E-books and the economics of writing
December 27, 2010 | 7:15 am
Karen Dionne, a novelist herself, has an article on Daily Finance looking at the new economics of e-book publishing in light of recent changes in the industry. She looks at J.A. Konrath’s success on the Amazon platform, and also at writer Nancy Cruz Coleman, who had written a retelling of Rumpelstiltskin called Rumpel but had no success shopping it around to big publishers.
"I could have let Rumpel sit on my hard drive and collect dust," Coleman says. "But there is a wonderful community of fairytale-retelling aficionados on the Internet. The more I read about what they were looking for, the more convinced I became that my novel would find an audience, and not just among my friends and family. So far, Rumpel has been well received. I am hopeful that as more people learn about it, the book will gain momentum."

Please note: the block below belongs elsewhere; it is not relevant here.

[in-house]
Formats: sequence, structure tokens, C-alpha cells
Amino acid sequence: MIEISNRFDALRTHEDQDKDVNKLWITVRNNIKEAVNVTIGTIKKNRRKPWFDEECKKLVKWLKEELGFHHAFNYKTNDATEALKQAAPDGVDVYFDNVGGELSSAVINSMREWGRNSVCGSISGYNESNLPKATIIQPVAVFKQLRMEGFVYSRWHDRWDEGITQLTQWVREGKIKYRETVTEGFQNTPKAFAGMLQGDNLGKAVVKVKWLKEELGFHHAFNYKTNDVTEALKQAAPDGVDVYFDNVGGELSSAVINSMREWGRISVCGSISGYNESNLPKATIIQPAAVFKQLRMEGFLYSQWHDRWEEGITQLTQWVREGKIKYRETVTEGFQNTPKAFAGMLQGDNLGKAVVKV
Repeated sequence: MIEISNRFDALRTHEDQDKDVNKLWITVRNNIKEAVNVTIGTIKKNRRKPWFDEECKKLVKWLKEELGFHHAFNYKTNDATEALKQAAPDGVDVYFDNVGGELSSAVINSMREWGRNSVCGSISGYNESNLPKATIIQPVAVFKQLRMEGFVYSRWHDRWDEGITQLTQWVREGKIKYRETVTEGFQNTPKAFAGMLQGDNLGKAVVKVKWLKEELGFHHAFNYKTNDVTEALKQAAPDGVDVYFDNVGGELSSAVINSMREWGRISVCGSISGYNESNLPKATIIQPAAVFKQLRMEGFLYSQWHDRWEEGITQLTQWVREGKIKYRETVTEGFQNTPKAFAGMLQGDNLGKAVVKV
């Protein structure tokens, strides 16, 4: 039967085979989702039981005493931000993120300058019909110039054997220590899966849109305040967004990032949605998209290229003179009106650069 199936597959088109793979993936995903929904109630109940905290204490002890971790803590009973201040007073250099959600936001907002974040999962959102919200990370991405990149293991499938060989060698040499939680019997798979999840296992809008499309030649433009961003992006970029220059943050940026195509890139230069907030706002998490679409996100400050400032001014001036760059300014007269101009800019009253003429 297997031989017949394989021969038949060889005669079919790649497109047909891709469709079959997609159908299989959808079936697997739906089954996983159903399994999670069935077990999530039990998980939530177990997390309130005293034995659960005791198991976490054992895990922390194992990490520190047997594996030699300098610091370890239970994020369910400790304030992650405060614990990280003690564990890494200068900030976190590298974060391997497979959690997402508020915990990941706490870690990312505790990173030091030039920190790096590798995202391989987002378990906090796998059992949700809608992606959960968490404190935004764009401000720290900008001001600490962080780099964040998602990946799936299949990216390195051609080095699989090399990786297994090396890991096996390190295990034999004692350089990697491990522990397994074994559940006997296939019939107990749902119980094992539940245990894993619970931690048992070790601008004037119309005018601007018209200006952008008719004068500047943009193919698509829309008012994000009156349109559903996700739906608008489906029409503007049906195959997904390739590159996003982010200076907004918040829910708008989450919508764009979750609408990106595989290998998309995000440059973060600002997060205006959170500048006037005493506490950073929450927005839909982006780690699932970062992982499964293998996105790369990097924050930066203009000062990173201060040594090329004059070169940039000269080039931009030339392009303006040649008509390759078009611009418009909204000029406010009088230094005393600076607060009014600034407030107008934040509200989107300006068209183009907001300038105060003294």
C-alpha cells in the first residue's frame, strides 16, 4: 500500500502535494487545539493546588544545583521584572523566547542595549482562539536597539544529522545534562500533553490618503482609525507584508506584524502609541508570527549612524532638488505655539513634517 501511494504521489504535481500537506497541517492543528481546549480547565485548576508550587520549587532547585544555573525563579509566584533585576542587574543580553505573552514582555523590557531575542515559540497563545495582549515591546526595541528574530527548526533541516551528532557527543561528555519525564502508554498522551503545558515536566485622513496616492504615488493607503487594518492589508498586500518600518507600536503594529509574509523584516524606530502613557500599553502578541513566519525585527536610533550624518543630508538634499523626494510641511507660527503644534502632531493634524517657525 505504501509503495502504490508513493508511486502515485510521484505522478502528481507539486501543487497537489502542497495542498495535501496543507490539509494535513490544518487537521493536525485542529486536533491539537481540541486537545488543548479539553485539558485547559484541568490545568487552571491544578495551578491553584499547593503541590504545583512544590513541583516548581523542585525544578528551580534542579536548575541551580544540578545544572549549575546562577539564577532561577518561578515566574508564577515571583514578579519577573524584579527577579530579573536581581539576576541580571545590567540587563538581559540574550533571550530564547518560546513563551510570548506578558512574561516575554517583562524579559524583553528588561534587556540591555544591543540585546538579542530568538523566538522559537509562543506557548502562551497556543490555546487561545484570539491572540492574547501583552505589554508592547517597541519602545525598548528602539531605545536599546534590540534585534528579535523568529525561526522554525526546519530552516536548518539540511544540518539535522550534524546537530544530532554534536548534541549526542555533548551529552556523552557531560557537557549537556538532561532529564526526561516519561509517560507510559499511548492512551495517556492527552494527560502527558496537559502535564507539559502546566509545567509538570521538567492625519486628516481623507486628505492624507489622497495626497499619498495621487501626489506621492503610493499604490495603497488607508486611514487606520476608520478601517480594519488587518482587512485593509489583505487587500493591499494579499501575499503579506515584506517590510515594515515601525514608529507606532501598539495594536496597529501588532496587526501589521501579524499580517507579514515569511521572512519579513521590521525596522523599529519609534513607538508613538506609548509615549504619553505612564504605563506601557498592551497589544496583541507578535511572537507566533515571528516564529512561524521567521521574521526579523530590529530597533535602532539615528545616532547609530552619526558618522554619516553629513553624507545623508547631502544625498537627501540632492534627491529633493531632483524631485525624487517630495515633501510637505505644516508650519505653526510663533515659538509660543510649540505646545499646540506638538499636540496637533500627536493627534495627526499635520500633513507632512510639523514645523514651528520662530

Dionne does point out the traditional drawbacks of self-publishing, of course—the author has to either do his own or pay for someone else to do editing, covers, formatting, and publicity. But if there are problems, there are also opportunities for enterprising innovators to devise new ways of handling them.
None of this comes as news to regular readers of this blog, of course, but I find it interesting that more and more news sources, including financial ones, are taking note of the new possibilities offered by modern e-publishing. How long will it be before it becomes even easier and more lucrative, I wonder?